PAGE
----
What does the future hold for investment management? Predictions around growth, challenges, and the next big thing Investment Management research leader, Deloitte Services LPThe Deloitte Center for Financial Services launches its sector outlooks for the coming year every January. We reflect on the past year, and look forward to the industry’s future. As anyone who has tried to predict the future knows, this practice is fraught with peril. Despite the insights gained from clients across the investment management space, the vast volume of data analyzed, and the consumption of reams of news stories, it is still an incredible challenge to distill what the future holds for investment managers. However, we feel that we have captured a solid picture of the coming year and I am excited to share highlights from our series of three 2015 outlooks for the investment management industry.
The raison d’etre of investment managers is to manage assets, so it naturally follows that managers of all stripes are continually on the lookout for new opportunities to do so. In 2015, investment managers are expected to continue to launch new products into existing distribution channels, enter new distribution channels, as well as continue to expand in global markets.Alternative managers are expected to keep targeting nontraditional customers including retail investors with liquid alternatives and business development companies. One of the most intriguing product opportunities for 2015 will be around exchange traded products. The U.S. Securities and Exchange Commission (SEC) approved one active exchange traded managed fund design, while rejecting other product designs, but there is much more to come in this area.
It is also likely that there will be substantial activity targeting the defined contribution investment-only marketplace. We expect that alternative investments will become more prevalent in the market, likely within target-date funds. We also expect the recent Department of Labor (DOL) and Treasury guidance on guaranteed retirement income to stimulate product development activity.
Technology will become more prevalent in distribution with managers continuing to upgrade customer relationship management systems and beginning to use data and analytics more extensively to target brokers, advisors, and investors effectively.It seems that almost every investment manager has a global presence and this is likely to continue in 2015. Some opportunities are in established markets, such as the EU, particularly in the form of distressed real estate, while others are in more emerging markets such as Latin America. The bottom line is that world continues to shrink from an investing standpoint and managers are exploring every corner of the world to gather assets and identify interesting investment opportunities.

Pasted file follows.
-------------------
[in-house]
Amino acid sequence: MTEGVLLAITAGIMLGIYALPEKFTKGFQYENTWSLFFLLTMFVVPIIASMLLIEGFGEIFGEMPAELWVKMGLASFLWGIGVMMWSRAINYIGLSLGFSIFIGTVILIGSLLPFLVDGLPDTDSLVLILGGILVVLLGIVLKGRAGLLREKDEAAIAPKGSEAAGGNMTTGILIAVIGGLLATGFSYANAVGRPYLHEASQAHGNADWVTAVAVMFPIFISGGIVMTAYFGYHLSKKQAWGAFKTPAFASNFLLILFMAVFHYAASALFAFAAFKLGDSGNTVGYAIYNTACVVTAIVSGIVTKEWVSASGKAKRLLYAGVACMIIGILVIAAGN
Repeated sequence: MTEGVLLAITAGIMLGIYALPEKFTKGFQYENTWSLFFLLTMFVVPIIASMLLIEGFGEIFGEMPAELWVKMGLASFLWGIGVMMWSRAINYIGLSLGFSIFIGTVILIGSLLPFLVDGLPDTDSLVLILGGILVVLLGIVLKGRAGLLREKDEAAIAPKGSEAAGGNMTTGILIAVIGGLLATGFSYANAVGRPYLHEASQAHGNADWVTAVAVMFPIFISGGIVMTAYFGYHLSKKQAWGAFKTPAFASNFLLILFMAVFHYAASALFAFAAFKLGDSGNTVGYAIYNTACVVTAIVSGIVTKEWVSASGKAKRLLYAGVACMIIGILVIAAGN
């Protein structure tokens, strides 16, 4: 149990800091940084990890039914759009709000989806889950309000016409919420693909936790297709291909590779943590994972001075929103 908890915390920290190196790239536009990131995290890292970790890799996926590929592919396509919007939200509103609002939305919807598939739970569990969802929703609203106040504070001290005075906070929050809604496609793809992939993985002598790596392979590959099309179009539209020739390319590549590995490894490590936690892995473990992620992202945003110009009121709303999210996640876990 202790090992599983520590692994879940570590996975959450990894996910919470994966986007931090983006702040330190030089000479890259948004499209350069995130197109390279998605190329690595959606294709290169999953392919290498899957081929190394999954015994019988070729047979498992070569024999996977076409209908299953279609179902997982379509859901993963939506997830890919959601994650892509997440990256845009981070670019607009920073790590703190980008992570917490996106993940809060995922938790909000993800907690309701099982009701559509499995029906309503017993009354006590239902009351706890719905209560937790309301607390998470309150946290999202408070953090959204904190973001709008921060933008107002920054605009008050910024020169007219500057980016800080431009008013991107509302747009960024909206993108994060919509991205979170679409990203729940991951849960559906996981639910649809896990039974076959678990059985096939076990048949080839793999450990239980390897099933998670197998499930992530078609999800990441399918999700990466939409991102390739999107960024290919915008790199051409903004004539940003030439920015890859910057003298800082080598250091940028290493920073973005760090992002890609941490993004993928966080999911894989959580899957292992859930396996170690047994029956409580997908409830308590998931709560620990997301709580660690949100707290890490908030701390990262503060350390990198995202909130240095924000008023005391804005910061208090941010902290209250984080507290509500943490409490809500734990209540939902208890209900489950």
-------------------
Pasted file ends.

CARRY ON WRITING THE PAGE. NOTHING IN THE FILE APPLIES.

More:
Regulatory and risk management will once again be major focus areas. From a regulatory standpoint, there are several unknowns still floating around, such as the outcome of the fiduciary rule from the DOL and SEC. Regulators around the world are zoning in on conflicts of interest. We expect to see continued enforcement action around this in 2015 and, in response, many managers will be extensively reviewing their conflicts policies and procedures. From a risk standpoint, cybersecurity will be a major issue in the coming year. Many managers are already focused on cyber, but the threat continues to increase and much work remains.The focus on risk management is also a major factor in the private wealth space. The single-family office is expected to continue to evolve from operating like a small family businesses to a regulated investment advisor. This will happen in the form of updated governance structures, based on family mission statements, with a major focus on risk management and controls. A key driver of this effort is keeping the reputation and privacy of the family intact and ensuring that the long-term goals of the family are met.
I believe that the investment managers that finally figure out the retirement income market have a chance for a long run of increased assets and revenue. I also believe the solution includes a product angle, such as the insurance-linked investment products, mentioned above, but that the real solution will also lie in the services around the product. This is likely to include the extension of behavioral finance concepts into the retail investing market and the embracing of technology to offer more efficient planning and advice platforms used by advisors and consumers.